A couple of our employees have provided us doctor’s notes saying they’re suffering job-related back and shoulder pain and requesting that we do an ergonomic assessment. One of the notes cites poor office set up as the cause. These notes came as a surprise because none of these employees have missed work or complained before. We also provide tips to help staff make their work space more ergonomically-friendly. Do we have to do the assessment? And do we have buy ergonomic furniture if the employees need it? We’re in Alberta.
Yes and Yes.
As do most jurisdictions, Alberta (OHS Code, Sec. 211) requires that once workers report what they believe to be work-related symptoms of musculoskeletal injuries (MSIs), the employer must promptly:
- Review the activities of that worker, and of other workers doing similar tasks, to identify any work-related causes of the symptoms; and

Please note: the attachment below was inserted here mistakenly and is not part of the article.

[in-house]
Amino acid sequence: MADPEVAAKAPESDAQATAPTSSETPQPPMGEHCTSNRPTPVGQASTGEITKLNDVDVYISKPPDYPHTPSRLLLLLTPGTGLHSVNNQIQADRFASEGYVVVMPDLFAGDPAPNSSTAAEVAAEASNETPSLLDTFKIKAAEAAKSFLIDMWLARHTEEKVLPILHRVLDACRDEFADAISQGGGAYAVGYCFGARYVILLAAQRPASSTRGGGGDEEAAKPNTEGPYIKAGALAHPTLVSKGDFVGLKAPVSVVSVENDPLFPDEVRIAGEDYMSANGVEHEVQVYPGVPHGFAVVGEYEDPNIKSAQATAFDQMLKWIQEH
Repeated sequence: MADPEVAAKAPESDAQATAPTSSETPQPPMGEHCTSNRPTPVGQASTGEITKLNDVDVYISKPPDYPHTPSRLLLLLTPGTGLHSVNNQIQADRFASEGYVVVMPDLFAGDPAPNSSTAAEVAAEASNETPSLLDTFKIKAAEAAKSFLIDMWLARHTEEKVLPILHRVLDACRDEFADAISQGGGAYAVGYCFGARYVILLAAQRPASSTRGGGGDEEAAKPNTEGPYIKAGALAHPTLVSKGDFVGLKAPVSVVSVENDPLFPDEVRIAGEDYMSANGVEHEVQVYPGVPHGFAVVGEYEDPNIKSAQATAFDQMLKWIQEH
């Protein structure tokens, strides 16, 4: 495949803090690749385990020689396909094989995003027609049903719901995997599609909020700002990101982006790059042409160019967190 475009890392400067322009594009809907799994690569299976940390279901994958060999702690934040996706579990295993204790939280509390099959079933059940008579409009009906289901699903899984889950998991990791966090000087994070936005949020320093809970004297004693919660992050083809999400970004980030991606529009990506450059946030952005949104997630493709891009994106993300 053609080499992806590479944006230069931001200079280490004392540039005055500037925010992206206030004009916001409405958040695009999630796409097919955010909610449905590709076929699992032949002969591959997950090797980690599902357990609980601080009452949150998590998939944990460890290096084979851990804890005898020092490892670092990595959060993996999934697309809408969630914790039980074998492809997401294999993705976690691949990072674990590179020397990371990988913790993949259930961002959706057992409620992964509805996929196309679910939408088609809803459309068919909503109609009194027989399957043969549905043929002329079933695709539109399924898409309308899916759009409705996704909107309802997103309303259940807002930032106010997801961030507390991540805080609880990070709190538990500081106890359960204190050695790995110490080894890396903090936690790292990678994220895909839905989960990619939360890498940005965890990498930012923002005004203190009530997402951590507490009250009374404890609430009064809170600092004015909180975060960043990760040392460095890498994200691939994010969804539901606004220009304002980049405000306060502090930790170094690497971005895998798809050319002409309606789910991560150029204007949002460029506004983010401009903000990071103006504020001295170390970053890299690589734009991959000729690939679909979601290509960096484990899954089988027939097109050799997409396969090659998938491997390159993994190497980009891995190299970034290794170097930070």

- Take corrective measures to avoid further injuries if the causes of the symptoms are work-related.
Since your workers have reported MSI symptoms, you need to do an MSI hazard assessment that includes work station set up (along with other MSI risk factors, e.g., task duration, stress, repetition, etc.). One note from a doctor doesn’t prove your set up is causing MSIs. But it is enough to trigger your obligation to have a consultant or other competent person do an assessment.
As for corrective measures, tips and ergonomic training is a start. But you also need to consider use of “reasonably practicable” engineering controls including reconfiguration of work space and ergonomically-friendly furniture and equipment. If such controls are “reasonably practicable,” you must provide them at your own expense. If they’re not reasonably practicable, you can use alternative measures (called administrative/work controls) as long as you can show they’re equally effective in preventing MRI risks.